RE: Python vs. C#

Discussion in 'Python' started by Brian Quinlan, Aug 13, 2003.

  1. > > I think that depends on how efficient you are at writing tests.
    > > Python offers a great testing framework to help you.

    >
    > No, writing tests consumes time.


    Of course. The question is whether writing tests results in less net
    development time (due to more rapid bug discovery and elimination). My
    experience is that it usually does.

    > C++ style compiler checking helps.


    You are changing the subject of discussion; we were talking about C#
    (and Python; see the subject of this thread). C++ has templates and STL
    uses them to provide type-safe containers and algorithms. .NET languages
    are not required to support templates (VB doesn't and neither did the
    first release of C#) so the class libraries are not type safe. Having
    written tens of thousands of lines of C# code I can tell you that the
    compiler seldom saves me from making a type error.

    > I've never met anyone who thinks
    > otherwise. Pythonistas just habitually claim it doesn't have merit

    and
    > complain about burdens imposed. To us C++ guys, it is no big deal.


    That is because C++ programmers naturally use C++ design patterns to
    code in C++. Those design patterns preclude the use of any features not
    found in the language. If, on the other hand, you were accustomed to a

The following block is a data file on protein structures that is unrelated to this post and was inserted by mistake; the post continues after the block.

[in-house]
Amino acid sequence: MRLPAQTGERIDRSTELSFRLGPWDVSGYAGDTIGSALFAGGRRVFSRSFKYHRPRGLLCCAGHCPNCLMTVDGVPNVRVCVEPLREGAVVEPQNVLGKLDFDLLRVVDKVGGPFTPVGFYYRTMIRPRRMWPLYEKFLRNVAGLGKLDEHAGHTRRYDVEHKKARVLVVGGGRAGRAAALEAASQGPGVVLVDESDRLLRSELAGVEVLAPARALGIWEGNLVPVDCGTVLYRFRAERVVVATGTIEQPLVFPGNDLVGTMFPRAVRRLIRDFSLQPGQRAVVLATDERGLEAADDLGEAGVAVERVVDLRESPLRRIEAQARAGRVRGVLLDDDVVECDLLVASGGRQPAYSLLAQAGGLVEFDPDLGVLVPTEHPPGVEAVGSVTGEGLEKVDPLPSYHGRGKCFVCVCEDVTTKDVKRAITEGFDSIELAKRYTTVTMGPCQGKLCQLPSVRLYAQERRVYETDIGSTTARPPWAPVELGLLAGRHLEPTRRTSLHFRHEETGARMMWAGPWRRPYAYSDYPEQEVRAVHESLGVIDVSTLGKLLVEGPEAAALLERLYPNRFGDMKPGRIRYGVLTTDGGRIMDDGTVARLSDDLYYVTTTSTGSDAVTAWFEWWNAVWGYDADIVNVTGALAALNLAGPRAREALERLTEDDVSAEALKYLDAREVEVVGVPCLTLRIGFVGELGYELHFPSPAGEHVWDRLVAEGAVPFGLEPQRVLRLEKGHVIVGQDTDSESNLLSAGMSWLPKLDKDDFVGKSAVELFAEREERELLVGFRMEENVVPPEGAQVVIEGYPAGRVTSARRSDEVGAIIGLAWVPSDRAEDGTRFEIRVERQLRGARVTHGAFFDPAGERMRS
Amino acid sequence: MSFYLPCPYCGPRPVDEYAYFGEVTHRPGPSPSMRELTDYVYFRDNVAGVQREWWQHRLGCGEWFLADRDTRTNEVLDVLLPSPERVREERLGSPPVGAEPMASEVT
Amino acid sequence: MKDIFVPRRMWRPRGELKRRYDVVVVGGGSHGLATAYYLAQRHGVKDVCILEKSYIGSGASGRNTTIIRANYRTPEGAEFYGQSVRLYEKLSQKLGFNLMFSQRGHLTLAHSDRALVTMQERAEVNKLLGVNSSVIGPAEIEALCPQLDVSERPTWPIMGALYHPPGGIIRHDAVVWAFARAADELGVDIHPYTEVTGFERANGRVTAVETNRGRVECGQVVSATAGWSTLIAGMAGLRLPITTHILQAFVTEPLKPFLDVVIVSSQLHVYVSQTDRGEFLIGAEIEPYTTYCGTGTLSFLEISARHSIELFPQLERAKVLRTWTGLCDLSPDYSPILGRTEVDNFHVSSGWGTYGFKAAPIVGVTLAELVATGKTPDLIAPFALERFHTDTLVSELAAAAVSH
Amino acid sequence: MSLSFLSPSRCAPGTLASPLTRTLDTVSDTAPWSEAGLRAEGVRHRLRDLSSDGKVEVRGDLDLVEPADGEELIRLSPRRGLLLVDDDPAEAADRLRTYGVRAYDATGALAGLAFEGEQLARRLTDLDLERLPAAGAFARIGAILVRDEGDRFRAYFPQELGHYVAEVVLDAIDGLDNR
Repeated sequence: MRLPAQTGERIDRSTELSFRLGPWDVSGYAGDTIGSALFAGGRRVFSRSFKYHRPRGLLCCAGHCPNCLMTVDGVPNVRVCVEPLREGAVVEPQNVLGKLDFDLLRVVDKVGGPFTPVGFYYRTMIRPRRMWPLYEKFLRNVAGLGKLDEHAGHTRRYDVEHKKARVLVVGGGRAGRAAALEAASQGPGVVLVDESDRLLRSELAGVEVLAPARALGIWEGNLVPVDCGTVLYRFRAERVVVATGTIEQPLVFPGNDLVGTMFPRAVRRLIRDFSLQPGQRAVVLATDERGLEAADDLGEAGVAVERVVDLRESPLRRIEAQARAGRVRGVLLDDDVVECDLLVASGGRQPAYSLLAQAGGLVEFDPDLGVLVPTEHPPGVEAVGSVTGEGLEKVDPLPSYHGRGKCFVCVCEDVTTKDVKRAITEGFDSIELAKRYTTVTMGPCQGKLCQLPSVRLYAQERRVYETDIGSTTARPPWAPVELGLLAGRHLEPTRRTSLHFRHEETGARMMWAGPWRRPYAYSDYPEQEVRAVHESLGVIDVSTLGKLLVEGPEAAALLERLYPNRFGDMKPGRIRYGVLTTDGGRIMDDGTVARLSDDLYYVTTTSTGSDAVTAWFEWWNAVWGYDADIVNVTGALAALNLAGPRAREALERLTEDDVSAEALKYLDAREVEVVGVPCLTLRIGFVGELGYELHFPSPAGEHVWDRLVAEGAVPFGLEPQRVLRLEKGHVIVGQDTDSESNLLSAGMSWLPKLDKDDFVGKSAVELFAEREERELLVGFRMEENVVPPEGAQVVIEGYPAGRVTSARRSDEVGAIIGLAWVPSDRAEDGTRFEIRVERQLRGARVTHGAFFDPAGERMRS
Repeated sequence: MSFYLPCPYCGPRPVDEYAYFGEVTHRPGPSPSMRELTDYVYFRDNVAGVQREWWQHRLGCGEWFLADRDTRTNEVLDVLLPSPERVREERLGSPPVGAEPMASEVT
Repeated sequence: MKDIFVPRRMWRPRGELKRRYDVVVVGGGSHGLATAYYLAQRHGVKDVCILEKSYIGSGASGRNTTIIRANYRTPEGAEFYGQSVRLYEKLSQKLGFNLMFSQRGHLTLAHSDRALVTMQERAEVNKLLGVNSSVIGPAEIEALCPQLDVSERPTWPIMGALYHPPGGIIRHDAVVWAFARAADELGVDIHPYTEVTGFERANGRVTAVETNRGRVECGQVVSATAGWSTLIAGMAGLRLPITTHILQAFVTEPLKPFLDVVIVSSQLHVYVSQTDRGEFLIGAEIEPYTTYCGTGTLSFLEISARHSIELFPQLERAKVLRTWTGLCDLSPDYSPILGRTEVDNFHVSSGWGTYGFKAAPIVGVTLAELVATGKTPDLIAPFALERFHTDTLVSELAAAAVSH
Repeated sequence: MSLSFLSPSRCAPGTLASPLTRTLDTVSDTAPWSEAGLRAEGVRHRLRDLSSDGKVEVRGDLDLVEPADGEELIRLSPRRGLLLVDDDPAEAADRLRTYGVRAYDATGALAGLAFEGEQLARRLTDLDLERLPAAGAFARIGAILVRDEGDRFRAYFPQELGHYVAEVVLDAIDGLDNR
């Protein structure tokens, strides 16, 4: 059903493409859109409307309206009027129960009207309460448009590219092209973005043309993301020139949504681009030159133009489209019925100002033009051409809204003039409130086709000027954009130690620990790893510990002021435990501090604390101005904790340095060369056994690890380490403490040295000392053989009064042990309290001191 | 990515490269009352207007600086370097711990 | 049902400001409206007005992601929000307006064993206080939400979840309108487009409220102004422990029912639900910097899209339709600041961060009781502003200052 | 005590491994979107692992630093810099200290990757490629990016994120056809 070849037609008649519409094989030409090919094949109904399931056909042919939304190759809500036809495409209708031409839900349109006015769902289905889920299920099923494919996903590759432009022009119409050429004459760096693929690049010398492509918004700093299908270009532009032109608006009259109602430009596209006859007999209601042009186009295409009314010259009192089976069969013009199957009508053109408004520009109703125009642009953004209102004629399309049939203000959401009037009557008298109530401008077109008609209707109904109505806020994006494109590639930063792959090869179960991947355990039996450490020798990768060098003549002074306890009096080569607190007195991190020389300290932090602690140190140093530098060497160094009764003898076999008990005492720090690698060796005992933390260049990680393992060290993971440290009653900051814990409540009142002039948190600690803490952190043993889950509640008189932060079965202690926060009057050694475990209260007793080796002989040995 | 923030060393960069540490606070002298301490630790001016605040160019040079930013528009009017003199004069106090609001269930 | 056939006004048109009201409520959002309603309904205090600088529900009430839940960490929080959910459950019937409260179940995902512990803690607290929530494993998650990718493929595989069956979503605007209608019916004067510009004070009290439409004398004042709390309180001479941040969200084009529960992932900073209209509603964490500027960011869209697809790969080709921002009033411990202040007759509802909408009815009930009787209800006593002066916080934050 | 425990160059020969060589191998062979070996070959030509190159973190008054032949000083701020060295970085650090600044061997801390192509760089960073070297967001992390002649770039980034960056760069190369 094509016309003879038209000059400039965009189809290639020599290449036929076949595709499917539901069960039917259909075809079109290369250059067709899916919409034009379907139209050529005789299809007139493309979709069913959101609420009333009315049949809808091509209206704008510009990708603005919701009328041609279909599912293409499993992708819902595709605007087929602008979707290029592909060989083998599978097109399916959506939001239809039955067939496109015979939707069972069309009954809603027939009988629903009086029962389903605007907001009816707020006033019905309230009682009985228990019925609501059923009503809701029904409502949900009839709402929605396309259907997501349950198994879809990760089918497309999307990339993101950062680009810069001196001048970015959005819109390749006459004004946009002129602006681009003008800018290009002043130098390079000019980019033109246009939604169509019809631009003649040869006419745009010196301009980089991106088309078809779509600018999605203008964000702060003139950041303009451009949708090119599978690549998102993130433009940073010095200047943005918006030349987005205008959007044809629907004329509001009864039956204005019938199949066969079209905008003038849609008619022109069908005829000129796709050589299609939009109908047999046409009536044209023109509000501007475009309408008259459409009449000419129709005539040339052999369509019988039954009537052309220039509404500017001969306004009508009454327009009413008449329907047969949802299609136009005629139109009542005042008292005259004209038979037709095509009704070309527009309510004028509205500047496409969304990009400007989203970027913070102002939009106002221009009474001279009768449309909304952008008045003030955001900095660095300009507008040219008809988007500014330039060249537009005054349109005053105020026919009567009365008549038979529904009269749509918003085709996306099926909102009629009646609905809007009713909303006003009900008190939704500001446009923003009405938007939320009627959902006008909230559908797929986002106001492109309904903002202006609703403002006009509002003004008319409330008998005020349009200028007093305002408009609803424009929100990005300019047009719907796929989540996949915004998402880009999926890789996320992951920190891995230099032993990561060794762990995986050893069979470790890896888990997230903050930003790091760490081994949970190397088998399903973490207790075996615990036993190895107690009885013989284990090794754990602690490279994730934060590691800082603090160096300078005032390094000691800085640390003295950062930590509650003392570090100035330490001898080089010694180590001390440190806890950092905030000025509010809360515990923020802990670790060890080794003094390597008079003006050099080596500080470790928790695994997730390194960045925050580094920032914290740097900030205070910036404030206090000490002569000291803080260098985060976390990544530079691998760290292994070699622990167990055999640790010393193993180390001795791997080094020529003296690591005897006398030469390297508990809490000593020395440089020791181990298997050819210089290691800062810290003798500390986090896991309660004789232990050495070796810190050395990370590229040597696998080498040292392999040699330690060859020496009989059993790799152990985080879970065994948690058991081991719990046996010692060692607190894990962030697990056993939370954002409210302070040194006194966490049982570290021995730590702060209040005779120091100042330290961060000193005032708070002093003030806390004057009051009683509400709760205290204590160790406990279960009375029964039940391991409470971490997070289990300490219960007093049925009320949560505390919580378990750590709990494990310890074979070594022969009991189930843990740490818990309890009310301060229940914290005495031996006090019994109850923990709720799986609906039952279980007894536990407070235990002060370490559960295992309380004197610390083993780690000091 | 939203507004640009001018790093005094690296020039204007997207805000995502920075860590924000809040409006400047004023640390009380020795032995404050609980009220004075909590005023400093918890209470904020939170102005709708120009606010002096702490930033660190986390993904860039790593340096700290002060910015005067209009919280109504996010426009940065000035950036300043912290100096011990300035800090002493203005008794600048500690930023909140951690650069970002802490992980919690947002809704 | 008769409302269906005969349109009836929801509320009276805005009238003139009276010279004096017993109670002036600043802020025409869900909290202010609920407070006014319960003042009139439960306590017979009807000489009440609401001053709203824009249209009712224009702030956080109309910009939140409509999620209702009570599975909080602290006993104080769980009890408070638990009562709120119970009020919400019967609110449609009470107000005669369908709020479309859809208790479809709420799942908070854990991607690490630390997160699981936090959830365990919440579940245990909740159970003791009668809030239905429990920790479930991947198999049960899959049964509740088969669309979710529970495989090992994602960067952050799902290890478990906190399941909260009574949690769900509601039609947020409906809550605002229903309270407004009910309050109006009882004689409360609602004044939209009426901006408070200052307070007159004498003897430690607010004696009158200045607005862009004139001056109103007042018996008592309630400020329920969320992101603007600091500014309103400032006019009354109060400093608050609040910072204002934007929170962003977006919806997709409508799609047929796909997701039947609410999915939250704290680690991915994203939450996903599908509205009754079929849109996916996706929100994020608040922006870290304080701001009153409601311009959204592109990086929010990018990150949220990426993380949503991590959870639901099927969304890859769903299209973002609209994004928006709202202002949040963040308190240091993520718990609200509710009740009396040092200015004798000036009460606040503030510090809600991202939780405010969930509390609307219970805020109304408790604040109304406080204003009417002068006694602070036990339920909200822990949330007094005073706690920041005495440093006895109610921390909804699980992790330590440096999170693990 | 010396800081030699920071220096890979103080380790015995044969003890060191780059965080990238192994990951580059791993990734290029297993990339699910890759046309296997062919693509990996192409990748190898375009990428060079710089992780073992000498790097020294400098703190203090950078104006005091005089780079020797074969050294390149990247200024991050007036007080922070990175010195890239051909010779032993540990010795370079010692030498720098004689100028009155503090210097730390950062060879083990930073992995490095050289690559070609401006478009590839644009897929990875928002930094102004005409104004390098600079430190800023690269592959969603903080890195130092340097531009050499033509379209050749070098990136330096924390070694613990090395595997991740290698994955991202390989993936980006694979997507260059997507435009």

different language, you would probably notice the "big deal" when your
    favorite design patterns are rendered impossible by static typing.

    BTW, notice that you are arguing for the inclusion of static typing,
    which catches only a small fraction of bugs and greatly reduces design
    flexibility and against type checking, which imposes no design
    restrictions and can catch more classes of bugs.

    Cheers,
    Brian
    Brian Quinlan, Aug 13, 2003
    #1
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  2. Brian Quinlan

    Max M Guest

    Brian Quinlan wrote:

    >>>I think that depends on how efficient you are at writing tests.
    >>>Python offers a great testing framework to help you.

    >>
    >>No, writing tests consumes time.

    >
    > Of course. The question is whether writing tests results in less net
    > development time (due to more rapid bug discovery and elimination). My
    > experience is that it usually does.


    Yeah. The main idea behind test is that they catch errors faster, and
    ensures a better design for your code.

    A rule of thumb says that a bug that is caught later one requires a lot
    longer time to debug as a function the size of the codebase.

    roughly:

    debug_time = n_bugs * size_of_code

    So there are *big* savings in catching bugs early. That is why tests
    saves time. And a lot of time at that.

    Also they help you catch bugs as you create them and the test suite
    expose them.

    Only thing is that the saving only shows up later in the project as less
    delay ... ;-)


    regards Max M
    Max M, Aug 13, 2003
    #2
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